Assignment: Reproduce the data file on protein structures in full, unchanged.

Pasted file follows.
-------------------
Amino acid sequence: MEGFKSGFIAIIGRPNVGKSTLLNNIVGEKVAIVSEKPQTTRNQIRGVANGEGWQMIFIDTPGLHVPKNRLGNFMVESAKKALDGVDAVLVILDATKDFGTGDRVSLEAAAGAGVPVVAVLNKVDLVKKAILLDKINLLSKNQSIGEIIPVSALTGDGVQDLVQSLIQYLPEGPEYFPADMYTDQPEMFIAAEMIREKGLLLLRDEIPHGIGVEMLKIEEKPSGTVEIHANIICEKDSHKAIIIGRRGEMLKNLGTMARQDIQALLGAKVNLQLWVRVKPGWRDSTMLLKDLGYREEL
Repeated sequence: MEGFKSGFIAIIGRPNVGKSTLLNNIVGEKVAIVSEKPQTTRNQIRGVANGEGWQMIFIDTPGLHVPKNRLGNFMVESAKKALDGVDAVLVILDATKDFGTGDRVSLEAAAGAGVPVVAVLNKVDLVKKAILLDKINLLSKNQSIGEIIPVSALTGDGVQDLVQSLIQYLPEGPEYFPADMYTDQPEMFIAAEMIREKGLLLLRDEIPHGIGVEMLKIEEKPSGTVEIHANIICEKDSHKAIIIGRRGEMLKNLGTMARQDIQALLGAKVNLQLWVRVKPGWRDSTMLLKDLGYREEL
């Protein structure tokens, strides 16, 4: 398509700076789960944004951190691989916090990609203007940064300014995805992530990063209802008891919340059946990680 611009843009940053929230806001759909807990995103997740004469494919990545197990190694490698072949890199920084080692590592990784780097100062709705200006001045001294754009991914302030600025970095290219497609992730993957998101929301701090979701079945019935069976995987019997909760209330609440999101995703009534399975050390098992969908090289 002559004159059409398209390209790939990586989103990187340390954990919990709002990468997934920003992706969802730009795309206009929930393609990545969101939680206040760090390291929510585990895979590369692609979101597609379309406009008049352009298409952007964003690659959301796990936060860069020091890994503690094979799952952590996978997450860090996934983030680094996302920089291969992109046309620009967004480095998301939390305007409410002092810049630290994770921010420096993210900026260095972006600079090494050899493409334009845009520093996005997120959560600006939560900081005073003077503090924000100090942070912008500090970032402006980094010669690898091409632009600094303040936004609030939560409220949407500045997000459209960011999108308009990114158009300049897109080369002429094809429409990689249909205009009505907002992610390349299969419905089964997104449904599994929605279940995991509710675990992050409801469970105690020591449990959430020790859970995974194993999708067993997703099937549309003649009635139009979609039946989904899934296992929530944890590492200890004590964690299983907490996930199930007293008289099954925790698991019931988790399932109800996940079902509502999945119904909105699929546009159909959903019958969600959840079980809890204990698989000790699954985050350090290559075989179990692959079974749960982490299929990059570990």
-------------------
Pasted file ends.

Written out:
Amino acid sequence: MEGFKSGFIAIIGRPNVGKSTLLNNIVGEKVAIVSEKPQTTRNQIRGVANGEGWQMIFIDTPGLHVPKNRLGNFMVESAKKALDGVDAVLVILDATKDFGTGDRVSLEAAAGAGVPVVAVLNKVDLVKKAILLDKINLLSKNQSIGEIIPVSALTGDGVQDLVQSLIQYLPEGPEYFPADMYTDQPEMFIAAEMIREKGLLLLRDEIPHGIGVEMLKIEEKPSGTVEIHANIICEKDSHKAIIIGRRGEMLKNLGTMARQDIQALLGAKVNLQLWVRVKPGWRDSTMLLKDLGYREEL
Repeated sequence: MEGFKSGFIAIIGRPNVGKSTLLNNIVGEKVAIVSEKPQTTRNQIRGVANGEGWQMIFIDTPGLHVPKNRLGNFMVESAKKALDGVDAVLVILDATKDFGTGDRVSLEAAAGAGVPVVAVLNKVDLVKKAILLDKINLLSKNQSIGEIIPVSALTGDGVQDLVQSLIQYLPEGPEYFPADMYTDQPEMFIAAEMIREKGLLLLRDEIPHGIGVEMLKIEEKPSGTVEIHANIICEKDSHKAIIIGRRGEMLKNLGTMARQDIQALLGAKVNLQLWVRVKPGWRDSTMLLKDLGYREEL
């Protein structure tokens, strides 16, 4: 398509700076789960944004951190691989916090990609203007940064300014995805992530990063209802008891919340059946990680 611009843009940053929230806001759909807990995103997740004469494919990545197990190694490698072949890199920084080692590592990784780097100062709705200006001045001294754009991914302030600025970095290219497609992730993957998101929301701090979701079945019935069976995987019997909760209330609440999101995703009534399975050390098992969908090289 002559004159059409398209390209790939990586989103990187340390954990919990709002990468997934920003992706969802730009795309206009929930393609990545969101939680206040760090390291929510585990895979590369692609979101597609379309406009008049352009298409952007964003690659959301796990936060860069020091890994503690094979799952952590996978997450860090996934983030680094996302920089291969992109046309620009967004480095998301939390305007409410002092810049630290994770921010420096993210900026260095972006600079090494050899493409334009845009520093996005997120959560600006939560900081005073003077503090924000100090942070912008500090970032402006980094010669690898091409632009600094303040936004609030939560409220949407500045997000459209960011999108308009990114158009300049897109080369002429094809429409990689249909205009009505907002992610390349299969419905089964997104449904599994929605279940995991509710675990992050409801469970105690020591449990959430020790859970995974194993999708067993997703099937549309003649009635139009979609039946989904899934296992929530944890590492200890004590964690299983907490996930199930007293008289099954925790698991019931988790399932109800996940079902509502999945119904909105699929546009159909959903019958969600959840079980809890204990698989000790699954985050350090290559075989179990692959079974749960982490299929990059570990």